I’m pleased to announce that my new book, America Discovers C. S. Lewis: His Profound Impact, is now published. It’s so new that it won’t be on Amazon for a few weeks yet, but it can be purchased directly from the publisher, Wipf & Stock, at this link: http://wipfandstock.com/america-discovers-c-s-lewis.html
I’m delighted to have a number of excellent endorsements for the book. Walter Hooper, Lewis’s friend and secretary near the end of his life, is the subject of one of the chapters and corresponded with me in the preparation of the manuscript. He wrote the following:
Lewis was not an authority on theology, nor a clergyman, and the British were prejudiced against his writings on theology. But Americans knew nothing of this, and liked his books because they explained profound theological truths in language almost everyone could understand. I can honestly say I understand Lewis so much better having read this book.
I’m particularly gratified by Hooper’s last sentence. This is a man who, as adviser to the Lewis estate and editor of Lewis’s collected letters, says this book helped him understand his mentor even better. Actually, that’s a little startling, but I’m humbled that he would say it.
The three other “official” endorsements come from established Lewis scholars representing three different academic fields: English literature, history, and philosophy.
Diana Glyer, author of books on the Inklings—The Company They Keep and Bandersnatch—graciously offered this:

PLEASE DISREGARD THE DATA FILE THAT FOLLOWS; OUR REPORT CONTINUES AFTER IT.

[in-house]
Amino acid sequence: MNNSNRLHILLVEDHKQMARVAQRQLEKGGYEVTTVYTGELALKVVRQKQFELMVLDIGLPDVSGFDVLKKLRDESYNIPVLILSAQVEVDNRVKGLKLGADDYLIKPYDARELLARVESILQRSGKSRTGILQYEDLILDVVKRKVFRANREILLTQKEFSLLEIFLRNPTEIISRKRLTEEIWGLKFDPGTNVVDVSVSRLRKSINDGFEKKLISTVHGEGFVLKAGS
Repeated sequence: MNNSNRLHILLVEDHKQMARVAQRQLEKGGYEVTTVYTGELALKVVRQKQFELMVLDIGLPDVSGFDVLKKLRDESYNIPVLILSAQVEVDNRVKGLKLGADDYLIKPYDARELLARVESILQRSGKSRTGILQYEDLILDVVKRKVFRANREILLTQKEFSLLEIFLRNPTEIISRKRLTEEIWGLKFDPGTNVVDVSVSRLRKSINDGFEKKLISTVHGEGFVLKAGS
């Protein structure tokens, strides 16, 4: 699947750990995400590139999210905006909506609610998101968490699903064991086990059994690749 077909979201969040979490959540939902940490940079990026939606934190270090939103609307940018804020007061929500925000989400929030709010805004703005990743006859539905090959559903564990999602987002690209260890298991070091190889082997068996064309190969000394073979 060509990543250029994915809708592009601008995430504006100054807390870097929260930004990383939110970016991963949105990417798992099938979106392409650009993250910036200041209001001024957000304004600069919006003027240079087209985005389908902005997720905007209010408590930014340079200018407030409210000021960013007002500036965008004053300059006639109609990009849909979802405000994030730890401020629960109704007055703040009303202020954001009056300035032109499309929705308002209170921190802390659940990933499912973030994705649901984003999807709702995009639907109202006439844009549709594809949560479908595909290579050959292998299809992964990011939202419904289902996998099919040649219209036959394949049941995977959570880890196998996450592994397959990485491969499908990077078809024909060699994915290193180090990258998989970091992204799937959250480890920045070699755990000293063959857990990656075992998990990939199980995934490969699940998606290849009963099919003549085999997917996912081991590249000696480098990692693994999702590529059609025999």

This is an illuminating, thoughtful account of the many strands that connected Lewis to America during his lifetime and continue to do so today. Snyder’s writing is crisp, his research extensive, and his focus strong and clear.
Renowned evangelical historian Mark Noll, to whom I gave the manuscript even though we had had only one brief face-to-face meeting twenty years ago, has given this recommendation:
Snyder has made this a very good season for deeper understanding of the impact of C. S. Lewis. America Discovers C. S. Lewis joins George Marsden’s recently published “biography” of the Mere Christianity writer to explore and explain why Lewis has meant so much to so many American readers. Snyder’s use of Lewis’ correspondence with Americans is a special highlight in this helpful study.
Finally, professor of philosophy Scott Key, one of the inner circle at the C. S. Lewis Foundation and moderator of the Academic Roundtable at the Foundation’s conferences, states this with respect to the book:
Snyder provides his readers with a carefully crafted and historically engaging roadmap to the various ways in which the life and writings of C. S. Lewis influenced American Christianity. Snyder’s account of this dynamic, yet unlikely story of influence, is, itself, reflective of Lewis’s remarkable impact on American Christianity and serves as a significant contribution to the continuing assessment of and appreciation for the contribution of Lewis.
I researched and wrote this book during my academic sabbatical year in 2014-2015. Although I had read Lewis all my life and often thought of writing on him, I never had the time. The sabbatical remedied that and allowed this labor of love to come to fruition.
May this book be more than an academic exercise. May it inspire those who read it not only to appreciate Lewis more, but to give praise to the One who inspired his life and writings. That’s what Lewis would have wanted more than anything.